SCHOOL REFORMS: One Month After…Pupils, Teachers Share Their Experiences

Date Posted: November 8, 2013 at 7:20 am


A month after the Government of Osun school reclassification programme took off, pupils, teachers, and others narrate their experiences.

The reclassification of schools in Osun State has not stopped to generate reactions. Some stakeholders have criticised the new education policy, while others have described it as a right step in the right direction.

In the first category are some politicians and the Christian Association of Nigeria who see the policy as a means of undermining Christianity.  And those in support of the reclassification  have also argued that the step would benefit the pupils who would now learn in a more conducive environment with modern facilities.

However, despite these divergent views, things are gradually taken shape in the various institutions. A visit to some of the schools in Osogbo, the state capital, revealed that pupils, in all grade levels, are gradually integrating into the new system. Some hail the new arrangement, while some others are indifferent. Some others say they miss their friends in the former institutions.

Besides, some parents too express mixed feelings on the issue. As a result of the novel ‘marriages’, some pupils now have to travel some kilometres from their residence to the new schools. They are thus asking the state government to provide free transportation for them.

A 10-year-old Grade 6 pupil of Salvation Army Middle School, Alekuwodo, Abduqudri Abu, says the policy is a good one, because according to him, the school is one of the new ones built by the government, which boasts modern facilities. These include well tiled floors, electricity supply with functional ceiling fans, toilets and water.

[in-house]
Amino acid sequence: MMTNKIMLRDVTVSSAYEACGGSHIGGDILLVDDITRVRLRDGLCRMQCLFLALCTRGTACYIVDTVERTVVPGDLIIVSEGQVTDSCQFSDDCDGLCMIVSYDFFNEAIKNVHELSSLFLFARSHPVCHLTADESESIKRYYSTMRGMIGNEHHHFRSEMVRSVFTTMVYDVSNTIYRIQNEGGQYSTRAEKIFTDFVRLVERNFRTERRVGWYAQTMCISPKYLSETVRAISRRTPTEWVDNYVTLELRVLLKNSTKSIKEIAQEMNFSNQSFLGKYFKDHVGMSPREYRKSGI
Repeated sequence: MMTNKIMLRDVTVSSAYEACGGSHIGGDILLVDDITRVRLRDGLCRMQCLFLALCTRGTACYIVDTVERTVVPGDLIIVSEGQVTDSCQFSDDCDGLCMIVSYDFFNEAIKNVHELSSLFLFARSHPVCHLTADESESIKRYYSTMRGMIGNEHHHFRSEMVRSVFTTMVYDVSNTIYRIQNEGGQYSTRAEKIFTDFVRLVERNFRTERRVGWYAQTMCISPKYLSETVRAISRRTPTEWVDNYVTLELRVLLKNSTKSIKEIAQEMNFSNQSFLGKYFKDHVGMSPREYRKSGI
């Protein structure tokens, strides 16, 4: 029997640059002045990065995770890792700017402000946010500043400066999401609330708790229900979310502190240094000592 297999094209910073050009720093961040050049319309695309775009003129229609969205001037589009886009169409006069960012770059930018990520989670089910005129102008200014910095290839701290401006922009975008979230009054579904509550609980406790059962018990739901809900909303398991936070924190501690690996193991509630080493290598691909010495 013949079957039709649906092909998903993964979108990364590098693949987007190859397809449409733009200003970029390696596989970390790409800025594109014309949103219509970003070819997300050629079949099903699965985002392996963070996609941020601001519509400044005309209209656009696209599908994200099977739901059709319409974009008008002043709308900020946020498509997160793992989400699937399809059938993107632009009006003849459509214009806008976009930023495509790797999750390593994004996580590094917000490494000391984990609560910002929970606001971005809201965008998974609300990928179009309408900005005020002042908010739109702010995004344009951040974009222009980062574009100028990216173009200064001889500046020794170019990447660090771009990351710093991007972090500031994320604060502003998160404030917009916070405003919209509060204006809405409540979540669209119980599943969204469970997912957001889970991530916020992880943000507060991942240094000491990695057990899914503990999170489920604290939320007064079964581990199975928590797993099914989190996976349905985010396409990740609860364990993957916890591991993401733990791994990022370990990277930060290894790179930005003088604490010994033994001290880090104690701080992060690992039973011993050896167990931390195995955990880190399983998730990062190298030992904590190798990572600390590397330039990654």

He says, “I am enjoying this school. It is better than my former school. It is good and every school should be like this one.”

A secondary school pupil who was transferred from Fakunle Comprehensive High School to Baptist Girls High School, Afeez Abdukareem, explains that he does not see anything wrong in attending the same school with girls, because that was what obtained from where he was coming from. He, however, says he misses some of his friends in his former school who have been taken to some other places.

Another female student who refused to give her name at the Baptist Girls High School says she feels indifferent about the merger, because according to her, no male colleague can influence her to do anything against her wish.

She tells our correspondent, “It is somewhat strange to see the boys joining us, but here we have been trained not to entertain distractions from the opposite sex. Even at home, my parents have always drummed it into my ears, not to be deceived by the opposite sex. So, personally, there is no problem with me.”

Some parents also air their views. Mr. Ade Adeniyi,  whose children are attending St. Michael’s C&S Elementary School,  wants the Aregbesola administration to provide free buses to transport pupils, stressing that this measure will eliminate the problem of distance which some pupils are facing.

He says, “Though the education policy is good, some things were not considered before  it was introduced. And one of them is the distance. Some pupils now have to travel some kilometres before getting to their new school.  This is an additional burden on the parents’ hard-earned resources.”

Another parent, Mrs. Omolade Oni, says she sees nothing wrong with having boys being taken to girls school, because, according to her, there is no gender that exist only on their own in the society.